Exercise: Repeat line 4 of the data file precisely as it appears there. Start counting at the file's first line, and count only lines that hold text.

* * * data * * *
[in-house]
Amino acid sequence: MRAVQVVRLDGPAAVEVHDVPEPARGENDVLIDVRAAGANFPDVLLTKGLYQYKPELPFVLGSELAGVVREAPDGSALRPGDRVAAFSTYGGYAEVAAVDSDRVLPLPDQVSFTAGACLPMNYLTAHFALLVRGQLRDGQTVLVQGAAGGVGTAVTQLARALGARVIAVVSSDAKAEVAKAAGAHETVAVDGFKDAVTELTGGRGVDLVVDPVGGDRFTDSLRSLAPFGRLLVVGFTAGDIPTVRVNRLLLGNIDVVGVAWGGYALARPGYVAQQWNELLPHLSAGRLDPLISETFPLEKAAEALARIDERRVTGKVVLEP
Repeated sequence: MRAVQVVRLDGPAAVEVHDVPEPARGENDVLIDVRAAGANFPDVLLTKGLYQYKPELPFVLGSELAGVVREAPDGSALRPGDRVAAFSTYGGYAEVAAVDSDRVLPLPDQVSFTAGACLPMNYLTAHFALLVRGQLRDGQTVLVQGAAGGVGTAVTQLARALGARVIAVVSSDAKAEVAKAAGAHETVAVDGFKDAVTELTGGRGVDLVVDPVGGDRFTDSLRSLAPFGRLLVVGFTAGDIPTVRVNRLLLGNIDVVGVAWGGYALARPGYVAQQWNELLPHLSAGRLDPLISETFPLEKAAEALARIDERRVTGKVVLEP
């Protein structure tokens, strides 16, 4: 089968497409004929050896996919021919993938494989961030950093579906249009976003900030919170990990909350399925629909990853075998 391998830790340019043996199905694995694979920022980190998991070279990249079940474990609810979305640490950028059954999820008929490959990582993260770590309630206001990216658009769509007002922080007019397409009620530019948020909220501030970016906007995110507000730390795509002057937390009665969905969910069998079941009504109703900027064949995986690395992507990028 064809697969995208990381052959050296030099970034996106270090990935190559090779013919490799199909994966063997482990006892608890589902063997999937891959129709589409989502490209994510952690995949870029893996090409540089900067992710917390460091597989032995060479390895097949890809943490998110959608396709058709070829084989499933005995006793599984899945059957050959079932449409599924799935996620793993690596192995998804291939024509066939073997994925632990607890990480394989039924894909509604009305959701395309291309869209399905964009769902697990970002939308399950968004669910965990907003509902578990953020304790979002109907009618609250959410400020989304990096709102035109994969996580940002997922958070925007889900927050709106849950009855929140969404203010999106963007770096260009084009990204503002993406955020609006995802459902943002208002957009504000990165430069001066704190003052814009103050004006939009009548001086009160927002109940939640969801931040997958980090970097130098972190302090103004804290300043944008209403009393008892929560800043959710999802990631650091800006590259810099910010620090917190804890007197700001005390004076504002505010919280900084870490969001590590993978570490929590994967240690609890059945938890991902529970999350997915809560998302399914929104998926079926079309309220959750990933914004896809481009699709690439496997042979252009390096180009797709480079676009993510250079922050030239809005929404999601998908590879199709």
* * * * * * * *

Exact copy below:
């Protein structure tokens, strides 16, 4: 089968497409004929050896996919021919993938494989961030950093579906249009976003900030919170990990909350399925629909990853075998 391998830790340019043996199905694995694979920022980190998991070279990249079940474990609810979305640490950028059954999820008929490959990582993260770590309630206001990216658009769509007002922080007019397409009620530019948020909220501030970016906007995110507000730390795509002057937390009665969905969910069998079941009504109703900027064949995986690395992507990028 064809697969995208990381052959050296030099970034996106270090990935190559090779013919490799199909994966063997482990006892608890589902063997999937891959129709589409989502490209994510952690995949870029893996090409540089900067992710917390460091597989032995060479390895097949890809943490998110959608396709058709070829084989499933005995006793599984899945059957050959079932449409599924799935996620793993690596192995998804291939024509066939073997994925632990607890990480394989039924894909509604009305959701395309291309869209399905964009769902697990970002939308399950968004669910965990907003509902578990953020304790979002109907009618609250959410400020989304990096709102035109994969996580940002997922958070925007889900927050709106849950009855929140969404203010999106963007770096260009084009990204503002993406955020609006995802459902943002208002957009504000990165430069001066704190003052814009103050004006939009009548001086009160927002109940939640969801931040997958980090970097130098972190302090103004804290300043944008209403009393008892929560800043959710999802990631650091800006590259810099910010620090917190804890007197700001005390004076504002505010919280900084870490969001590590993978570490929590994967240690609890059945938890991902529970999350997915809560998302399914929104998926079926079309309220959750990933914004896809481009699709690439496997042979252009390096180009797709480079676009993510250079922050030239809005929404999601998908590879199709």